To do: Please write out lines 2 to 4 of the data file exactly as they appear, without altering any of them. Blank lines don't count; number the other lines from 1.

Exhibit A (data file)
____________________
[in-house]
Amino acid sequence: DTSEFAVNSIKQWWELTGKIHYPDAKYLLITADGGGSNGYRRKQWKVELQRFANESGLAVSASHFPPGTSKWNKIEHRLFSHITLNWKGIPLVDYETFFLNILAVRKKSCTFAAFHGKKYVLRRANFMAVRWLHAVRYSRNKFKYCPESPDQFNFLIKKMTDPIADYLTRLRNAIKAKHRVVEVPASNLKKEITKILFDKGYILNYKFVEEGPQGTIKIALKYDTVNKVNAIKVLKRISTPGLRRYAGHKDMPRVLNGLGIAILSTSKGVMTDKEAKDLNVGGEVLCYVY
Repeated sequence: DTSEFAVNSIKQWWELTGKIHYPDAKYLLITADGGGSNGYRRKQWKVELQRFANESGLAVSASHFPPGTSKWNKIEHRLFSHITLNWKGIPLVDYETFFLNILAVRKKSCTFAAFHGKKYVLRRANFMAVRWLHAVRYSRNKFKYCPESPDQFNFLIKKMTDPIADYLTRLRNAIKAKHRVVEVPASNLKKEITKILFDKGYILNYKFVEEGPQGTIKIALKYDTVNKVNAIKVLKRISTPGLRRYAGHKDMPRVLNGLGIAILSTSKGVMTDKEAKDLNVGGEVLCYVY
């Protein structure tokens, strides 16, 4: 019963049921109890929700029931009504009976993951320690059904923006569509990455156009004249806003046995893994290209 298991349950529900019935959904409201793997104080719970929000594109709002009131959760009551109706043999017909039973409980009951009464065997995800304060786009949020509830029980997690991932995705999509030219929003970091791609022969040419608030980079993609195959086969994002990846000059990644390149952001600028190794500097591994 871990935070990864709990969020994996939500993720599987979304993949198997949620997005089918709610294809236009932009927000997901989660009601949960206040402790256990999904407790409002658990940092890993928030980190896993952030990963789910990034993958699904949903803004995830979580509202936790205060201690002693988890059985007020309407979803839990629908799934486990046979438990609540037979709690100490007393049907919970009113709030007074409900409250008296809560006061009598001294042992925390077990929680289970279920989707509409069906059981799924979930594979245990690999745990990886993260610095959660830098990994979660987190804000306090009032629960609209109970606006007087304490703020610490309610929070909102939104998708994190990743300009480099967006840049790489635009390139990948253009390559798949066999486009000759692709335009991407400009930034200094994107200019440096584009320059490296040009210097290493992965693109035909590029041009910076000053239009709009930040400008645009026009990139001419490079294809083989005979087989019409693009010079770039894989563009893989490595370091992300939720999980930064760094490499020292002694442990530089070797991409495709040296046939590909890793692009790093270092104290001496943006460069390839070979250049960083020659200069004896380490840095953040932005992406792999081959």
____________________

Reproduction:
Amino acid sequence: DTSEFAVNSIKQWWELTGKIHYPDAKYLLITADGGGSNGYRRKQWKVELQRFANESGLAVSASHFPPGTSKWNKIEHRLFSHITLNWKGIPLVDYETFFLNILAVRKKSCTFAAFHGKKYVLRRANFMAVRWLHAVRYSRNKFKYCPESPDQFNFLIKKMTDPIADYLTRLRNAIKAKHRVVEVPASNLKKEITKILFDKGYILNYKFVEEGPQGTIKIALKYDTVNKVNAIKVLKRISTPGLRRYAGHKDMPRVLNGLGIAILSTSKGVMTDKEAKDLNVGGEVLCYVY
Repeated sequence: DTSEFAVNSIKQWWELTGKIHYPDAKYLLITADGGGSNGYRRKQWKVELQRFANESGLAVSASHFPPGTSKWNKIEHRLFSHITLNWKGIPLVDYETFFLNILAVRKKSCTFAAFHGKKYVLRRANFMAVRWLHAVRYSRNKFKYCPESPDQFNFLIKKMTDPIADYLTRLRNAIKAKHRVVEVPASNLKKEITKILFDKGYILNYKFVEEGPQGTIKIALKYDTVNKVNAIKVLKRISTPGLRRYAGHKDMPRVLNGLGIAILSTSKGVMTDKEAKDLNVGGEVLCYVY
């Protein structure tokens, strides 16, 4: 019963049921109890929700029931009504009976993951320690059904923006569509990455156009004249806003046995893994290209 298991349950529900019935959904409201793997104080719970929000594109709002009131959760009551109706043999017909039973409980009951009464065997995800304060786009949020509830029980997690991932995705999509030219929003970091791609022969040419608030980079993609195959086969994002990846000059990644390149952001600028190794500097591994 871990935070990864709990969020994996939500993720599987979304993949198997949620997005089918709610294809236009932009927000997901989660009601949960206040402790256990999904407790409002658990940092890993928030980190896993952030990963789910990034993958699904949903803004995830979580509202936790205060201690002693988890059985007020309407979803839990629908799934486990046979438990609540037979709690100490007393049907919970009113709030007074409900409250008296809560006061009598001294042992925390077990929680289970279920989707509409069906059981799924979930594979245990690999745990990886993260610095959660830098990994979660987190804000306090009032629960609209109970606006007087304490703020610490309610929070909102939104998708994190990743300009480099967006840049790489635009390139990948253009390559798949066999486009000759692709335009991407400009930034200094994107200019440096584009320059490296040009210097290493992965693109035909590029041009910076000053239009709009930040400008645009026009990139001419490079294809083989005979087989019409693009010079770039894989563009893989490595370091992300939720999980930064760094490499020292002694442990530089070797991409495709040296046939590909890793692009790093270092104290001496943006460069390839070979250049960083020659200069004896380490840095953040932005992406792999081959």